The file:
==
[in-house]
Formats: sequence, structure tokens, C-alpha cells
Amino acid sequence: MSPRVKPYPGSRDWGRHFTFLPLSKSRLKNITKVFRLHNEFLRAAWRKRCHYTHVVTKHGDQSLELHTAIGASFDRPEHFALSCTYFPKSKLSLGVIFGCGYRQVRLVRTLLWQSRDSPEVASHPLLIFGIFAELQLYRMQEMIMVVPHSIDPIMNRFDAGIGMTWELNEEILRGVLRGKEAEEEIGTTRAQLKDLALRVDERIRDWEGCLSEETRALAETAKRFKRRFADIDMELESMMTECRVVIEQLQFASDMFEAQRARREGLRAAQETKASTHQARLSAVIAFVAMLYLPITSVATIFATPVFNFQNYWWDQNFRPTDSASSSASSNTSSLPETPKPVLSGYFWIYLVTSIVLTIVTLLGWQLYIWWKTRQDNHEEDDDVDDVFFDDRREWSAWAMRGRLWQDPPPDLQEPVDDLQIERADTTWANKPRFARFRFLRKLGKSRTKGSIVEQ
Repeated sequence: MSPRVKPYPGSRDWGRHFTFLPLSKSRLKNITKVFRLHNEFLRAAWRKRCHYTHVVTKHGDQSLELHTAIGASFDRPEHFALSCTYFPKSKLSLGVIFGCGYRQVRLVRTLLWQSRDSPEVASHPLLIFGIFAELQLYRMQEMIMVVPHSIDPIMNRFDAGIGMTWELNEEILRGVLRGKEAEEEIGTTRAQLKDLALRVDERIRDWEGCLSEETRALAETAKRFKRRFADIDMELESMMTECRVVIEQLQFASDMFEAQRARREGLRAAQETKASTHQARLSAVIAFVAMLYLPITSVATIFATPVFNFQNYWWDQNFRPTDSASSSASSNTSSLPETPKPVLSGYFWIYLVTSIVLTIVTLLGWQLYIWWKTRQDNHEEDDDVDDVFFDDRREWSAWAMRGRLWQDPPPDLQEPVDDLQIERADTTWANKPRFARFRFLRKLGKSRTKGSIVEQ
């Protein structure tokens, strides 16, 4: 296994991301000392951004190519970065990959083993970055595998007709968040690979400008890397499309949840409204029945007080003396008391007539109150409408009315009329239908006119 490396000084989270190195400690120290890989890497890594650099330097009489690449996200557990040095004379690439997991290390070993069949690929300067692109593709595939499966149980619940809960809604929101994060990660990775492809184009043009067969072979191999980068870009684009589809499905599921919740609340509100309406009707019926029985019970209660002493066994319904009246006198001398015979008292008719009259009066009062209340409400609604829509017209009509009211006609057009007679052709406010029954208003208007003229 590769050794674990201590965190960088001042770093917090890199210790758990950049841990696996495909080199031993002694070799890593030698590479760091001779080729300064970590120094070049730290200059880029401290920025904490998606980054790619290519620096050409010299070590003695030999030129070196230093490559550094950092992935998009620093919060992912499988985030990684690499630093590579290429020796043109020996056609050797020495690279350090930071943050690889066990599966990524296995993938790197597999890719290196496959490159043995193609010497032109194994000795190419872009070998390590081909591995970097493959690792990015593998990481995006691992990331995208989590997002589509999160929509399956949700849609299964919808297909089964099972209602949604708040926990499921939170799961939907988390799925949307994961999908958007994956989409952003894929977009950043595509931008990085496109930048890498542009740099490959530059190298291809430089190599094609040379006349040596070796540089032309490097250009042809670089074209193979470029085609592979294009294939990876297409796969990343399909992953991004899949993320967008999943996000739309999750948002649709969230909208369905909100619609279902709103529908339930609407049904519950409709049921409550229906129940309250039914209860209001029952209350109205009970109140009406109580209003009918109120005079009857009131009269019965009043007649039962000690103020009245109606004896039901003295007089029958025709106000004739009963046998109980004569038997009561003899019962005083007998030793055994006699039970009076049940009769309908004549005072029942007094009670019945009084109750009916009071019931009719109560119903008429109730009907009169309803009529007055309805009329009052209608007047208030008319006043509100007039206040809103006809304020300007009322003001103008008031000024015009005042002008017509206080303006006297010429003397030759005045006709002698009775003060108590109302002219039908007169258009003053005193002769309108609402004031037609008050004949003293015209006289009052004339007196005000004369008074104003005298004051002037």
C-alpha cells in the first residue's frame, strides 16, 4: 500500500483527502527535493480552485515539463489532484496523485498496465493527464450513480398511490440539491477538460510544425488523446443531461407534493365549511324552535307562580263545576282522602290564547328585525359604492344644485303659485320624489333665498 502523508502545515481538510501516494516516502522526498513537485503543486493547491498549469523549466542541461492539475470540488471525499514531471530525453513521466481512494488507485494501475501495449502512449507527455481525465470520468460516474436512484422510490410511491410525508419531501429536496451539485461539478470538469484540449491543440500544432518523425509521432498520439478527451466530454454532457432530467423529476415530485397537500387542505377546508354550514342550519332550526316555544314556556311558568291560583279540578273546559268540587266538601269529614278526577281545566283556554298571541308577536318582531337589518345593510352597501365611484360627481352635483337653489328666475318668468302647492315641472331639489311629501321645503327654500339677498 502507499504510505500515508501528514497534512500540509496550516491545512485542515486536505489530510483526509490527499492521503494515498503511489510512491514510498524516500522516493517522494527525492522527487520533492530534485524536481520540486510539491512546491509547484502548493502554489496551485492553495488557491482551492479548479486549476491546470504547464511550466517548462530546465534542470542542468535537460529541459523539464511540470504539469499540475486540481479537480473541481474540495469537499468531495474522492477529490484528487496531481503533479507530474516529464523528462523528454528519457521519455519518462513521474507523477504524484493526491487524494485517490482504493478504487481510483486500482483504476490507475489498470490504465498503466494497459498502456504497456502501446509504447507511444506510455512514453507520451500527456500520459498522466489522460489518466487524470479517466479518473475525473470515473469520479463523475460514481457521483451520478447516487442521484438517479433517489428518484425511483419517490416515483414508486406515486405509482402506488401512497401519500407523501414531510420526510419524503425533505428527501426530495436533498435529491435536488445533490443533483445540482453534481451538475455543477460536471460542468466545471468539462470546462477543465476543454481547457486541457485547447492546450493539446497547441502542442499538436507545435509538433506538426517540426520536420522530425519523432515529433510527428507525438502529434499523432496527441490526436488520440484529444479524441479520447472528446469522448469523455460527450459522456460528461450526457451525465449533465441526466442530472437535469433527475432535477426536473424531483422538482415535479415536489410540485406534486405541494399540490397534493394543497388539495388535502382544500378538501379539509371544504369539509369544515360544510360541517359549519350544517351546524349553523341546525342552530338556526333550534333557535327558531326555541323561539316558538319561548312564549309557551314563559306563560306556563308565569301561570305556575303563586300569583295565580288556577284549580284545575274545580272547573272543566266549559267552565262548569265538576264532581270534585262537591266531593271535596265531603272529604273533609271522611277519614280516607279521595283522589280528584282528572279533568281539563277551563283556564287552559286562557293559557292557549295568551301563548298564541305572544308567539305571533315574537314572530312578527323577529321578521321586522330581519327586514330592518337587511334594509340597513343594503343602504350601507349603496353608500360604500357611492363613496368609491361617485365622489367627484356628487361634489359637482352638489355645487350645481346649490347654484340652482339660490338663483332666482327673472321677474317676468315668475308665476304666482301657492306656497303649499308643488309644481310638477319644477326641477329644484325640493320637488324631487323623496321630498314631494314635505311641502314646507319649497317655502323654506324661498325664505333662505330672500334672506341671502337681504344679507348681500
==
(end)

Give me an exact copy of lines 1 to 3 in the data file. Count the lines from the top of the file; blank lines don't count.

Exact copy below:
[in-house]
Formats: sequence, structure tokens, C-alpha cells
Amino acid sequence: MSPRVKPYPGSRDWGRHFTFLPLSKSRLKNITKVFRLHNEFLRAAWRKRCHYTHVVTKHGDQSLELHTAIGASFDRPEHFALSCTYFPKSKLSLGVIFGCGYRQVRLVRTLLWQSRDSPEVASHPLLIFGIFAELQLYRMQEMIMVVPHSIDPIMNRFDAGIGMTWELNEEILRGVLRGKEAEEEIGTTRAQLKDLALRVDERIRDWEGCLSEETRALAETAKRFKRRFADIDMELESMMTECRVVIEQLQFASDMFEAQRARREGLRAAQETKASTHQARLSAVIAFVAMLYLPITSVATIFATPVFNFQNYWWDQNFRPTDSASSSASSNTSSLPETPKPVLSGYFWIYLVTSIVLTIVTLLGWQLYIWWKTRQDNHEEDDDVDDVFFDDRREWSAWAMRGRLWQDPPPDLQEPVDDLQIERADTTWANKPRFARFRFLRKLGKSRTKGSIVEQ